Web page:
SEATTLE — Just a few weeks after a strike and contentious contract vote, the Northwest Carpenters Union has been placed into a trusteeship by its international union and three top officials have resigned.
The United Brotherhood of Carpenters and Joiners of America says it has found “evidence of voting fraud” during a recent union contract vote and is investigating other alleged misconduct.
“There is a UBC team on the ground in the Kent office conducting a thorough investigation into voter fraud, pension and welfare investment improprieties, and other areas of mismanagement,” wrote James Gleason, the new supervisor of the local union, in a statement to members on Nov. 3.
UBC General President Doug McCarron addressed Seattle-area union members at a meeting Tuesday evening.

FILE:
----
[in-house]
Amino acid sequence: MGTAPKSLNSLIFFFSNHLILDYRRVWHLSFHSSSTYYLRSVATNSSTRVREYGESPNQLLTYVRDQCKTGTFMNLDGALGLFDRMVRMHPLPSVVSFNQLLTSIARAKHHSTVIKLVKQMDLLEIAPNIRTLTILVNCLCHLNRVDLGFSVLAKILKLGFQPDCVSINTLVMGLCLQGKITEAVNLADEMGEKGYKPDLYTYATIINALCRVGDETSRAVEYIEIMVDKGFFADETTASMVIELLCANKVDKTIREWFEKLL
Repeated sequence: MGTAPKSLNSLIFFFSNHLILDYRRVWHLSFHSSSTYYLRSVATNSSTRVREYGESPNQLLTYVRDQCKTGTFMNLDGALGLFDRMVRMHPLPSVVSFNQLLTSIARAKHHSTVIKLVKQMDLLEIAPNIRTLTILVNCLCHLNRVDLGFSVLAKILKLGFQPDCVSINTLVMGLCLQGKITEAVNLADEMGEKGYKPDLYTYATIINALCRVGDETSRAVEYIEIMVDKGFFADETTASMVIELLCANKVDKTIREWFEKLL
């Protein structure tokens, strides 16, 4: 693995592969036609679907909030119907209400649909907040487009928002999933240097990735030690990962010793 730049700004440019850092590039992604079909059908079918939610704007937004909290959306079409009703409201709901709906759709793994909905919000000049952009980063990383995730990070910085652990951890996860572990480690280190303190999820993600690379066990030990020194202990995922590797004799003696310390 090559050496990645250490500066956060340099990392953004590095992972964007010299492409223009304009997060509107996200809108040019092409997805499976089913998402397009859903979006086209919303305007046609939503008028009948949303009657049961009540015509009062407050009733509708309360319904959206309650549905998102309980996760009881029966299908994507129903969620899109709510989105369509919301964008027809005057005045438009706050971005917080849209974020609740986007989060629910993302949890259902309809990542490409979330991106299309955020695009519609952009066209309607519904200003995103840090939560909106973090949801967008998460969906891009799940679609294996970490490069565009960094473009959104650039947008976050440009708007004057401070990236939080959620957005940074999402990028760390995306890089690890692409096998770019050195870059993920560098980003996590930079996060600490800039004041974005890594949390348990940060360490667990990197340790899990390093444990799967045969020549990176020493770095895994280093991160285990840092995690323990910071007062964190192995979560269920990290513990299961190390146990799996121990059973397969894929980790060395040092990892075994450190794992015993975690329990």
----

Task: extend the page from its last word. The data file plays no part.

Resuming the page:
The news of the trusteeship over recent weeks has come as a “gut punch,” said Lee Carter, a carpenter and rank-and-file member of the bargaining team during recent negotiations.
“I’m embarrassed, disappointed. I can’t believe this would actually happen,” Carter said.
The Pacific Northwest Regional Council of Carpenters, also called the Northwest Carpenters Union, represents about 28,000 workers across Washington, Idaho, Montana, Oregon, Wyoming and Alaska.
The union’s Western Washington members voted in September to reject the fourth tentative contract deal reached between their union and their employers and to authorize a strike. The strike began Sept. 16 and lasted nearly three weeks.
The strike was contentious, with some union members alleging union leadership was too cozy with the contractors who employ the carpenters. The effects of the strike were muted because the vast majority of the union’s members worked at job sites where the union and employers had signed no-strike agreements.